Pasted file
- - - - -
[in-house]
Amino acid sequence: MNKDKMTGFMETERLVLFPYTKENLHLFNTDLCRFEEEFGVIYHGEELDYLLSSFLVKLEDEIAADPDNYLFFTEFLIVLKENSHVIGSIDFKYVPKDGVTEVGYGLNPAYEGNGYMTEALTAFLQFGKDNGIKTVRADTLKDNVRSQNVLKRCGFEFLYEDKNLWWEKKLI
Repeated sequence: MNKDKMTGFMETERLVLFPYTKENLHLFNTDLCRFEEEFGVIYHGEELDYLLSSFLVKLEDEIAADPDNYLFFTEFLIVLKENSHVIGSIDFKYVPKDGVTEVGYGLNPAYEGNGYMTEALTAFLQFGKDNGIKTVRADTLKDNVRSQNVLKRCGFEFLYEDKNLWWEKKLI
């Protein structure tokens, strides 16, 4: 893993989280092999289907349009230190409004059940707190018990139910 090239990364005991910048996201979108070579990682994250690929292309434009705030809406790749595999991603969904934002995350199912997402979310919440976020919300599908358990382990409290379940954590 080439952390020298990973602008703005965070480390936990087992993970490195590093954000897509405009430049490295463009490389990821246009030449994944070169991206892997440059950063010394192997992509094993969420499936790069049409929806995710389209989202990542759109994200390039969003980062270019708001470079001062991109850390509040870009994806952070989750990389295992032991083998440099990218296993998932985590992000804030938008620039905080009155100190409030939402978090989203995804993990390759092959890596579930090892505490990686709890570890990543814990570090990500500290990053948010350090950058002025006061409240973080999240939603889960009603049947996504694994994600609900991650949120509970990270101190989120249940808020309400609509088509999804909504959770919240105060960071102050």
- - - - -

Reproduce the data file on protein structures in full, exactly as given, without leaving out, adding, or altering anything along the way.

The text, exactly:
[in-house]
Amino acid sequence: MNKDKMTGFMETERLVLFPYTKENLHLFNTDLCRFEEEFGVIYHGEELDYLLSSFLVKLEDEIAADPDNYLFFTEFLIVLKENSHVIGSIDFKYVPKDGVTEVGYGLNPAYEGNGYMTEALTAFLQFGKDNGIKTVRADTLKDNVRSQNVLKRCGFEFLYEDKNLWWEKKLI
Repeated sequence: MNKDKMTGFMETERLVLFPYTKENLHLFNTDLCRFEEEFGVIYHGEELDYLLSSFLVKLEDEIAADPDNYLFFTEFLIVLKENSHVIGSIDFKYVPKDGVTEVGYGLNPAYEGNGYMTEALTAFLQFGKDNGIKTVRADTLKDNVRSQNVLKRCGFEFLYEDKNLWWEKKLI
């Protein structure tokens, strides 16, 4: 893993989280092999289907349009230190409004059940707190018990139910 090239990364005991910048996201979108070579990682994250690929292309434009705030809406790749595999991603969904934002995350199912997402979310919440976020919300599908358990382990409290379940954590 080439952390020298990973602008703005965070480390936990087992993970490195590093954000897509405009430049490295463009490389990821246009030449994944070169991206892997440059950063010394192997992509094993969420499936790069049409929806995710389209989202990542759109994200390039969003980062270019708001470079001062991109850390509040870009994806952070989750990389295992032991083998440099990218296993998932985590992000804030938008620039905080009155100190409030939402978090989203995804993990390759092959890596579930090892505490990686709890570890990543814990570090990500500290990053948010350090950058002025006061409240973080999240939603889960009603049947996504694994994600609900991650949120509970990270101190989120249940808020309400609509088509999804909504959770919240105060960071102050």